Hong Kong's serried ranks of high-rises, stuffed with small flats, are the epitome of modern city living. Yet more than half of the 425 square-mile territory is green: outside the dense urban centers lie countryside and mountainous jungle dotted with ancient villages. Many are still inhabited by the clans who founded them hundreds of years ago.

Families gather in ancestral halls bearing the names of their forefathers, who are buried in traditional horseshoe-shaped graves nearby, nestled at the spots on the hillsides with the most auspicious feng shui. By dint of this historical connection, some villagers receive a valuable and controversial privilege: the right to buy land at a discount from the government and to build a house on it, of a size most Hong Kongers would envy.

The system has become a topic of fierce debate in the territory — a proxy war, in effect, between prodemocracy activists and the most powerful defender of the privileges: China's ruling Communist Party.

The party seized power in China 68 years ago on the back of a rural rebellion fueled by hatred of landlords. In Hong Kong, however, the twists and turns of history have left it on the other side; the territory's rural landowners are a pillar of the party's support.

They have a seat reserved for them in Hong Kong's quasi-parliament, the Legislative Council (or Legco). They also have 26 guaranteed seats in the 1,200-member committee that elects Hong Kong's leader. In a territory bitterly divided between democrats and the party's backers, the party needs any friends it can get.

In recent months, prodemocracy politicians have been mounting a vocal campaign against the rural landowners, whose privileges they consider deeply unfair. At issue is what is known, ironically enough, as the "small-house policy." This was introduced in 1972, a quarter-century before Britain handed Hong Kong back to China. It grants male villagers the right to build a house of up to three stories on a plot of land in their ancestral village. If they have no land themselves, they can buy it from the government at a discount.

It is a policy wrapped in layers of unfairness. First, there is the obvious discrimination between men and women: the policy is exempt from Hong Kong's sex-discrimination laws. It applies only to "indigenous" men who can trace their ancestry through the male line to occupants of their village at the time when Britain took control.

Therein lies a third layer of inequity: the policy applies only to inhabitants of villages in the New Territories, a largely rural district of Hong Kong. Villagers in the rest of Hong Kong (there are very few of them) do not get the same deal.

By Hong Kong's standards, the "small houses" are palatial. They typically have a floor area of 2,100 square feet. The most common type of apartment built by developers in recent years, in contrast, is the "micro-home," of 215 square feet or less. To many urban Hong Kongers, who struggle to buy even such minuscule dwellings in what is one of the most unaffordable cities in the world, the small-house policy seems grossly unjust. Worse, it is often abused by villagers who make fortunes by illegally selling their rights to developers or by selling their houses, which can go for millions of dollars.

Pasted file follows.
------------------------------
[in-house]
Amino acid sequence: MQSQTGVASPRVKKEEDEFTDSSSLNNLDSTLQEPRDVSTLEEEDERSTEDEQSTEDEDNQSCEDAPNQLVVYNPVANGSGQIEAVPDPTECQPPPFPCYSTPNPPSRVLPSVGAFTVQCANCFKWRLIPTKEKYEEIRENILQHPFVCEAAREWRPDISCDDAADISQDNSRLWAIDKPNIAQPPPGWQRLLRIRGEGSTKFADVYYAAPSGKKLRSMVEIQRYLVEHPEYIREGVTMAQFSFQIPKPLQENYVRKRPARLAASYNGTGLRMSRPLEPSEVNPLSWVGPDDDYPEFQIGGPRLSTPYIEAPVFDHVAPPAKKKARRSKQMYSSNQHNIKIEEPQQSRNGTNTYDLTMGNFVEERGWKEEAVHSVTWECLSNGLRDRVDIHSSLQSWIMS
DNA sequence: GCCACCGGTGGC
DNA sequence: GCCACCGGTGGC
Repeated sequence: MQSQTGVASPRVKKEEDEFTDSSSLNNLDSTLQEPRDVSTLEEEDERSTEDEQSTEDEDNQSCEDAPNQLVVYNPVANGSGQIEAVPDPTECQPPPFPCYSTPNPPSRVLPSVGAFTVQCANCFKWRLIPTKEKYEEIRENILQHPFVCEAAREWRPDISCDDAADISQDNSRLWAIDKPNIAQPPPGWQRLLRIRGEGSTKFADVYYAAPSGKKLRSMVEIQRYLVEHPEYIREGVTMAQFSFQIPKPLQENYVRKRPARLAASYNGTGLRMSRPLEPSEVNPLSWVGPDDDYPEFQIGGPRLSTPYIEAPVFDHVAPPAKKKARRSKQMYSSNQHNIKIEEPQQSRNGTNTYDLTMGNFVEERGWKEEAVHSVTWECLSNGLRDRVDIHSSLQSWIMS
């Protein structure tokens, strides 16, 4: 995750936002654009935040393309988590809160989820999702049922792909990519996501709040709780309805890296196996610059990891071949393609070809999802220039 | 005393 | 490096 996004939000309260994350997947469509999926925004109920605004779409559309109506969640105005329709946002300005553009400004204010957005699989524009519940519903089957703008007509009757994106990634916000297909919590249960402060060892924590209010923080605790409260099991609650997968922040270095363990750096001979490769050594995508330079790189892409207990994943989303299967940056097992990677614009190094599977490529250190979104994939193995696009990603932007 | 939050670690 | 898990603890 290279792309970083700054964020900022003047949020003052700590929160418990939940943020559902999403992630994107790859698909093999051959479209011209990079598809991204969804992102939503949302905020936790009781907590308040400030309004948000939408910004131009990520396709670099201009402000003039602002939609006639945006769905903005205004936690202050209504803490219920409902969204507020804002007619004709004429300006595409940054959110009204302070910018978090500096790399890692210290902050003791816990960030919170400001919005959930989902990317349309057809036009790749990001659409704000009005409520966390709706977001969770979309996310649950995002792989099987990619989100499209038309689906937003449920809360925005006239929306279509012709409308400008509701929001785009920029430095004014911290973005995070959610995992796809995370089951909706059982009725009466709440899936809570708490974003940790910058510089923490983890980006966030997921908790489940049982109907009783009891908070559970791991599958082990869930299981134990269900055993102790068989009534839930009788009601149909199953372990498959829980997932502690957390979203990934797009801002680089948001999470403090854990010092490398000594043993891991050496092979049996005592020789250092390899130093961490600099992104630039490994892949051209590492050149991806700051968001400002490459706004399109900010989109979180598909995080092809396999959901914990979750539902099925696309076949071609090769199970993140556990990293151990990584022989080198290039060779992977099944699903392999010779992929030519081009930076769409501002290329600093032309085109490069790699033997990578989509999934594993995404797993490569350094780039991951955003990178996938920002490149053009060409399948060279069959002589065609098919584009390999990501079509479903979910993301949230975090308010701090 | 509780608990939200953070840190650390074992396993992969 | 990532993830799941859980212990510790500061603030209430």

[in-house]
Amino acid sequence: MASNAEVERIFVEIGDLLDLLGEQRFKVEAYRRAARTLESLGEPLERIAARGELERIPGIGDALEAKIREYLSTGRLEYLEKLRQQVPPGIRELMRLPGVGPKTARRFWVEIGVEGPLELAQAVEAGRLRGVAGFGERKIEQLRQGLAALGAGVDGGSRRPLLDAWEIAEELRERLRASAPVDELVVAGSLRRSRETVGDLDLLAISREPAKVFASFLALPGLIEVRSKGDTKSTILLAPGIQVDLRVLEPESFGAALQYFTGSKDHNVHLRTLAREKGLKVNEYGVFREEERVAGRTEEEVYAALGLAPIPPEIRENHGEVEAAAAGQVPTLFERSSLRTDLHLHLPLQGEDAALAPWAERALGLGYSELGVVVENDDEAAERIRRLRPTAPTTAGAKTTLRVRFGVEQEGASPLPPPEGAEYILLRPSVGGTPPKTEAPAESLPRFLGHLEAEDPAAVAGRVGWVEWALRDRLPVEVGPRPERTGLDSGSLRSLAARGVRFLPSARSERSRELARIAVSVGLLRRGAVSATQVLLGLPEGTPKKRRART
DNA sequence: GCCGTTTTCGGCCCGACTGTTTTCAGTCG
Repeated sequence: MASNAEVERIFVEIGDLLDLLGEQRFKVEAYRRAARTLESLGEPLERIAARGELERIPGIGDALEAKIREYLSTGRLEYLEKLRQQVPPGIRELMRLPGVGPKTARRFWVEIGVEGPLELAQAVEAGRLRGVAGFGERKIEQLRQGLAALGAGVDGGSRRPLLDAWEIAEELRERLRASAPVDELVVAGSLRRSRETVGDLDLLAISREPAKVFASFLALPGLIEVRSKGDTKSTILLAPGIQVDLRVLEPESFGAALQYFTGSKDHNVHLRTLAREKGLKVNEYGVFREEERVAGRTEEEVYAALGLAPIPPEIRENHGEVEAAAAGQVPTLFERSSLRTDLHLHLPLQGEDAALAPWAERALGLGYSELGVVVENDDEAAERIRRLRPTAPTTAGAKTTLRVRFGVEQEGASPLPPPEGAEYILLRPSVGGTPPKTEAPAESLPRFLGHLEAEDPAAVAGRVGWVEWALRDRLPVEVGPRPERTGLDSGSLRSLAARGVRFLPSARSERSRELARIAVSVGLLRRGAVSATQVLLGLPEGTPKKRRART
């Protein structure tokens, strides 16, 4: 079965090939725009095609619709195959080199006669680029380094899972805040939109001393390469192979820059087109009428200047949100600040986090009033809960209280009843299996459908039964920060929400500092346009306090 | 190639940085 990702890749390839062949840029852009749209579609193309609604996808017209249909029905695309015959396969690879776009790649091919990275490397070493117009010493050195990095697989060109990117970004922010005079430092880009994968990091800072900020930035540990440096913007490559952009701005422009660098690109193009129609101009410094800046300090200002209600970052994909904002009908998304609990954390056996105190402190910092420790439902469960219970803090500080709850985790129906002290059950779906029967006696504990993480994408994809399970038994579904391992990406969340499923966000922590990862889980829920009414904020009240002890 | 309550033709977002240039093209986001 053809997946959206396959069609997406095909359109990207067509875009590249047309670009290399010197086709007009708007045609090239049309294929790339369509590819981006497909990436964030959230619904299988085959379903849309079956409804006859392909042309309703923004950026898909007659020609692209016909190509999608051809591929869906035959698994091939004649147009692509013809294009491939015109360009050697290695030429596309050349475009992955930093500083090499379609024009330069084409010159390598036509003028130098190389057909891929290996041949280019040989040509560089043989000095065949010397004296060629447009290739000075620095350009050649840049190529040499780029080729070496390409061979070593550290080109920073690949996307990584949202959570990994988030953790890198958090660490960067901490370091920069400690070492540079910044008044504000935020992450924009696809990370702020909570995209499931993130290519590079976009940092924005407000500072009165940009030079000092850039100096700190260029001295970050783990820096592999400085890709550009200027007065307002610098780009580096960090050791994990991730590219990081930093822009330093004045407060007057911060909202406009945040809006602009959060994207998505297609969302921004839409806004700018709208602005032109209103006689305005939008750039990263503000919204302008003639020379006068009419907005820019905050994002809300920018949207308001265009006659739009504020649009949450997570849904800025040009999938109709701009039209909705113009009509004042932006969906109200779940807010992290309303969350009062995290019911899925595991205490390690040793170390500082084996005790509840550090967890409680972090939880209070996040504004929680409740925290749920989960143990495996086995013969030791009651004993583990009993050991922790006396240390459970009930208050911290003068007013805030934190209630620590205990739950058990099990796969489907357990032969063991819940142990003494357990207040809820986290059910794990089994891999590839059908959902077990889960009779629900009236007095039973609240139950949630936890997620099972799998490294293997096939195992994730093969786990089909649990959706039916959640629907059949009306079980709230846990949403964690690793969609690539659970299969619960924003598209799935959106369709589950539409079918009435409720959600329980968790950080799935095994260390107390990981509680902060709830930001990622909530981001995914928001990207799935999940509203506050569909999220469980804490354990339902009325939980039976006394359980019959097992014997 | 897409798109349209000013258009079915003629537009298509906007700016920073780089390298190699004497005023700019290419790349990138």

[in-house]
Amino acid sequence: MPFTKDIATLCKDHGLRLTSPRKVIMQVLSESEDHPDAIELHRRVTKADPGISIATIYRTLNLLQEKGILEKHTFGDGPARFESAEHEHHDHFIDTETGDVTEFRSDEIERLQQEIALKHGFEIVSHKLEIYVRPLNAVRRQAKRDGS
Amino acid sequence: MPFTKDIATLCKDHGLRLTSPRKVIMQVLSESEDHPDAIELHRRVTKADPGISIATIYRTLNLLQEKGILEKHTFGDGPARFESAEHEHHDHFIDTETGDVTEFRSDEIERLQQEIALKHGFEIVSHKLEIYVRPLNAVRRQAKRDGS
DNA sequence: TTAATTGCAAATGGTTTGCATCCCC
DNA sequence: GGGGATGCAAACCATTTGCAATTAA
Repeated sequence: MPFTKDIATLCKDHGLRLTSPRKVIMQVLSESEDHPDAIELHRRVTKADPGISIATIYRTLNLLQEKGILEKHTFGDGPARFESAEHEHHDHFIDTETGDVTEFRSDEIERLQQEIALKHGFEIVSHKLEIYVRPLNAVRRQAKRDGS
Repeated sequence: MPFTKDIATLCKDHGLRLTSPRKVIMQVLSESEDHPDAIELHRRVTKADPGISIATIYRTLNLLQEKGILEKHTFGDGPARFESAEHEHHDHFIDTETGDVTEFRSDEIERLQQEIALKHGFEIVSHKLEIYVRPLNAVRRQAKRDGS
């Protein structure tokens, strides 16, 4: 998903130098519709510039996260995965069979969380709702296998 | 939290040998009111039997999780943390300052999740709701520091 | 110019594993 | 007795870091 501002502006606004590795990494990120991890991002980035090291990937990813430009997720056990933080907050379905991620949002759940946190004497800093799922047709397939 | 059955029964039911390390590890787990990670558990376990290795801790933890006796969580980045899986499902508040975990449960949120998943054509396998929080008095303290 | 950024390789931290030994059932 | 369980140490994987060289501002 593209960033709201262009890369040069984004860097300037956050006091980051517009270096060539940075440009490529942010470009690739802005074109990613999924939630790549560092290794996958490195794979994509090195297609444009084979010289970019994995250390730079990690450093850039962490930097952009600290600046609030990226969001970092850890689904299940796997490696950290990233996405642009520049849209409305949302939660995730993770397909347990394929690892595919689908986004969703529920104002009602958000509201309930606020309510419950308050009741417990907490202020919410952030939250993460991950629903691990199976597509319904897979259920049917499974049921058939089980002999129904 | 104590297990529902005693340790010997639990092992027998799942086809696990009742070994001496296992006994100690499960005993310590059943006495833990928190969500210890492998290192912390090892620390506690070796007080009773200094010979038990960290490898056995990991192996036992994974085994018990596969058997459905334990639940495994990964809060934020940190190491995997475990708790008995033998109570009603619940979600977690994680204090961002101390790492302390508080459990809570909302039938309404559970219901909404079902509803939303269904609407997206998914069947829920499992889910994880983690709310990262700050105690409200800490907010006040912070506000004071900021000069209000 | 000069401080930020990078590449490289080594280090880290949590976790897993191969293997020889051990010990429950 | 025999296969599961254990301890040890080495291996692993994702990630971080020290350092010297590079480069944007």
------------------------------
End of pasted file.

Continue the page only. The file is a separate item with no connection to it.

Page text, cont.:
Recipients argue that the scheme is less generous than most Hong Kongers suppose. As homes can only be built in areas designated by the government, many villagers own land they are not allowed to build on. And some villages are running out of land for construction. What is more, most villages are not connected to the sewage system; some have no water or roads. Applications to build a small house can take years to be approved, and if their owners want to sell within five years they must pay a penalty to the government.

Few outside the villages are sympathetic. The New Territories are now home to half of Hong Kong's 7 million people. Most live in small apartments in new towns; many live in illegally subdivided flats or wait years for public housing. One of the leaders of the campaign against the villagers' economic and political privileges is Eddie Chu, a prodemocracy legislator and founder of a group called the Land Justice League.

Chu accuses rural landowners of hiring thugs to intimidate unfriendly politicians and adversaries in land disputes and says the government is unwilling to do battle with the rural landowners.

But Chu is up against a powerful force: the Heung Yee Kuk, an advisory body to the government that holds considerable sway in rural politics. It is this body, usually known as the Kuk (meaning "council"), that represents the landowners in Legco and the election committee.

Junius Ho, a legislator and member of the Kuk, can trace his family back 32 generations. He agrees that the small-house policy is contentious, but only because "people have sour grapes."